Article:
This Lenten season, I’m taking a moment in this mid-week slot to recommend resources for spiritual growth. Previous suggestions have included a news periodical with a Christian worldview, and a collection of prayers written hundreds of years ago.
Today I turn to my favorite medium, books–real, hold-in-your-hand books. I have three from my personal library in front of me; each offers a somewhat different approach to spiritual formation.
The most recent addition is by an author I have enjoyed in the past, John Ortberg. His 2010 book, The Me I Want To Be, is written with his signature blend of pithy anecdote, biblical insight and practical teaching points, complete with helpful call-out frames (or whole pages) which provide overview or outline of his main points. Its design is eye-catching and its format makes it very readable.
Here’s an excerpt from one sidebar titled “What is Spiritual Formation?”:
Spiritual formation is the process by which your inner self and character are shaped.
People sometimes speak as if spiritual formation is an optional activity that some religious people may pursue and others bypass. They think it is reserved for monks, mystics and missionaries. But that’s not true.
Everyone has a spirit. Everyone’s inner life is being formed–for better or worse. (from chapter 2, page 29)
[One disclaimer: This book recommends use of an online spiritual growth tool called Monvee, which is, alas, defunct.]
A book which immediately came to mind when I thought about spiritual formation is Sacred Listening by James L. Wakefield. Still in print, this book is an adaptation of the spiritual exercises of Ignatius Loyola (for more information and alternative applications of the exercises, see here). This book explains the historic background of the exercises, which he has presented in a slightly modified form “to avoid unnecessarily alienating Protestants.”
Reading and meditating on scripture, praying, and keeping a journal, are all facets of the exercises. The first “movement” calls for 60 to 90 minutes per day for a period of eight weeks. To complete all the exercises requires at least 30 weeks. The most ideal practice begins in the fall and completes the entire four movements of the Exercises on Easter Sunday.
Although this book can be used completely on one’s own, use with a prayer partner, small group or spiritual director is strongly encouraged. I can attest to this book’s efficacy as a guide: accessible, thorough and practicable.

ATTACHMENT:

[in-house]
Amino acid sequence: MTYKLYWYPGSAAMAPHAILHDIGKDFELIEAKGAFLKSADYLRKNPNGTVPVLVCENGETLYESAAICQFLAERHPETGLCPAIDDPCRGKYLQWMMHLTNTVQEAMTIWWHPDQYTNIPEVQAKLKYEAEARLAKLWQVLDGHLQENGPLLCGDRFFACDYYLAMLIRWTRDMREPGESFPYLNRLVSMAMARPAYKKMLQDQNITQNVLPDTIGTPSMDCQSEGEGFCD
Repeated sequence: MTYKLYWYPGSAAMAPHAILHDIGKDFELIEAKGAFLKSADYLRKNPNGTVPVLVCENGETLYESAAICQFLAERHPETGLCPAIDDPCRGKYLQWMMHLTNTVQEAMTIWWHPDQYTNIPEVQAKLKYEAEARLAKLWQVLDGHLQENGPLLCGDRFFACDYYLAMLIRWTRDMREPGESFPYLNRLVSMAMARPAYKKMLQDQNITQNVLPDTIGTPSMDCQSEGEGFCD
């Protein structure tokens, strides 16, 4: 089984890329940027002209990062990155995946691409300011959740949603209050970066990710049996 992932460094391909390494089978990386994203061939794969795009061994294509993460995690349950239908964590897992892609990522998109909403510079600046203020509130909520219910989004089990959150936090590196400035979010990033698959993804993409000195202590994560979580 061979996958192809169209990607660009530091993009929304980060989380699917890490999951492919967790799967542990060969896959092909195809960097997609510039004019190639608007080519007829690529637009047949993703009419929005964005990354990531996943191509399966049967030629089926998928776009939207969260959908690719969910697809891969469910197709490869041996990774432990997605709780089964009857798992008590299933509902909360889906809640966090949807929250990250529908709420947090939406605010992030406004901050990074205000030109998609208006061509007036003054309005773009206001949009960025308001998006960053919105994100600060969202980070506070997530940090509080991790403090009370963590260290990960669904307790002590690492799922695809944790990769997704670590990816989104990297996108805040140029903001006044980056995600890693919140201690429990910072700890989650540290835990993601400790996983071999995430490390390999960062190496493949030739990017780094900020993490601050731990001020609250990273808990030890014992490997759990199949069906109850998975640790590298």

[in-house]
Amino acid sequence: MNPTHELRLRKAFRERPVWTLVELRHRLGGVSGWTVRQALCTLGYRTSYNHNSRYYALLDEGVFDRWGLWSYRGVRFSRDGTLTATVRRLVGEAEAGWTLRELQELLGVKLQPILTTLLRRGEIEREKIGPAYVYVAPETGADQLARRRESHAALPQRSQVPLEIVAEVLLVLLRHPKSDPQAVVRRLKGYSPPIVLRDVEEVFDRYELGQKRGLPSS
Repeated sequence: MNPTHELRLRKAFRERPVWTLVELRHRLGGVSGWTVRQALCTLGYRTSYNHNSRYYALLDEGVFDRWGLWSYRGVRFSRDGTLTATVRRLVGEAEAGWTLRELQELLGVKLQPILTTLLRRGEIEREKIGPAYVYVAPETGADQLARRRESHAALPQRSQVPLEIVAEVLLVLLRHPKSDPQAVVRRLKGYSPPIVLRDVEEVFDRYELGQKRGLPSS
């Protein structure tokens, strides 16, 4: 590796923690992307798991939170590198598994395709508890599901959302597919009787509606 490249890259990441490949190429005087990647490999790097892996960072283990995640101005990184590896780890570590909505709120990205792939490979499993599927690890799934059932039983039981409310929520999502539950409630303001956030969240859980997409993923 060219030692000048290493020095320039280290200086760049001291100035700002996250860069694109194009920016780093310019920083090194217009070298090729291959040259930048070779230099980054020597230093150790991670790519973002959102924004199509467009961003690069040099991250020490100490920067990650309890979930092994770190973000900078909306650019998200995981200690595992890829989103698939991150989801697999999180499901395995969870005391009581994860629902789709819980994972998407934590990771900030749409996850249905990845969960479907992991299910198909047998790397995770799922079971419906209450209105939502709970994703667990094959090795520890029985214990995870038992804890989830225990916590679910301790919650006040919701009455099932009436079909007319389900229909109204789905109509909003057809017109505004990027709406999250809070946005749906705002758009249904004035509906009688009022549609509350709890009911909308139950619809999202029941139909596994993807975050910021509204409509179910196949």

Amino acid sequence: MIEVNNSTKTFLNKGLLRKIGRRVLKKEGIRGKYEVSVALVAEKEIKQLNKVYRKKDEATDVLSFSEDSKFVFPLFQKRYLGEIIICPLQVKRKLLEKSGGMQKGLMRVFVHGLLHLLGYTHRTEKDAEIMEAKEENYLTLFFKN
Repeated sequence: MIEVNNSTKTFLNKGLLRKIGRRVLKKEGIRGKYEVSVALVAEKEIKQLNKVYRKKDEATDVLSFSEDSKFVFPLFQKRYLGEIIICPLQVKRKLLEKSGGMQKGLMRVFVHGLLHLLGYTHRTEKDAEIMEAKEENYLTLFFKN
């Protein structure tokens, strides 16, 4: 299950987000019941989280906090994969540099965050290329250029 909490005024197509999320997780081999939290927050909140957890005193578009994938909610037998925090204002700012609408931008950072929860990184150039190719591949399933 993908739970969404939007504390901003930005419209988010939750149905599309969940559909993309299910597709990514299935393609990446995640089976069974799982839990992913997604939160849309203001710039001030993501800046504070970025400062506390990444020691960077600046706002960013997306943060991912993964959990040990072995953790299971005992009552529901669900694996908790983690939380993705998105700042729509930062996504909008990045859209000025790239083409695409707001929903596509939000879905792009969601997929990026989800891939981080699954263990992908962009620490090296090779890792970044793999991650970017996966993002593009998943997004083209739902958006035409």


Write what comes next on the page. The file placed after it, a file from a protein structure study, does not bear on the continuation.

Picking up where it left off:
Finally, I want to recommend a book which fills a middle ground between The Me I Want to Be–a fairly light read–and the deep, long-term commitment of Sacred Listening. Disciplines for the Inner Life, compiled and edited by Bob Benson, Sr. and Michael W. Benson, is a terrific resource for daily spiritual growth, which includes a significant compendium of marvelous passages written by a wide range of Christian writers across the centuries.
The book is divided into 52 chapters, grouped into five large sections:
- Disciplines for the Inner Journey
- Obstacles to the Inner Life
- Patterns for Living Inwardly
- Inward Graces of the Centered Life
- Outward Fruits of the Inner Life
Each chapter opens with an Invocation and a Psalm (to be used daily for the entire week), a scripture passage to look up and read (one for each day of that week), a written prayer for the week based on the topic for the week, and–my favorite feature–five to seven pages of brief passages from Christian writings which help one to focus on the topic at hand. One is encouraged to read slowly, perhaps reading only one or two selections in a given day.
This book is, sadly, out of print. However, it is available online in paperback at a modest price. This is a book which can be begun at any time of year, at any point in the book. It contains such a wealth of material that it bears repeated usage…in fact, I’ve just talked myself into starting it again, later this year!
I want to conclude with another passage from Ortberg’s book. This is at the end of the very first chapter, and it’s what convinced me that I need to read this right now:
” I asked a wise man, “How do you assess the well-being of your soul?”
He immediately said, “I ask myself two questions:
- Am I growing more easily discouraged these days?
- Am I growing more easily irritated these days?”
At the core of a flourishing soul are the love of God and the peace of God. If peace is growing in me, I am less easily discouraged. If love is growing, I am less easily irritated. It was a brilliantly helpful diagnostic to assess the health of my soul.
How would you answer those two questions?”
Happy reading, friends! God bless you as you “grow in the grace and knowledge of our Lord Jesus Christ.”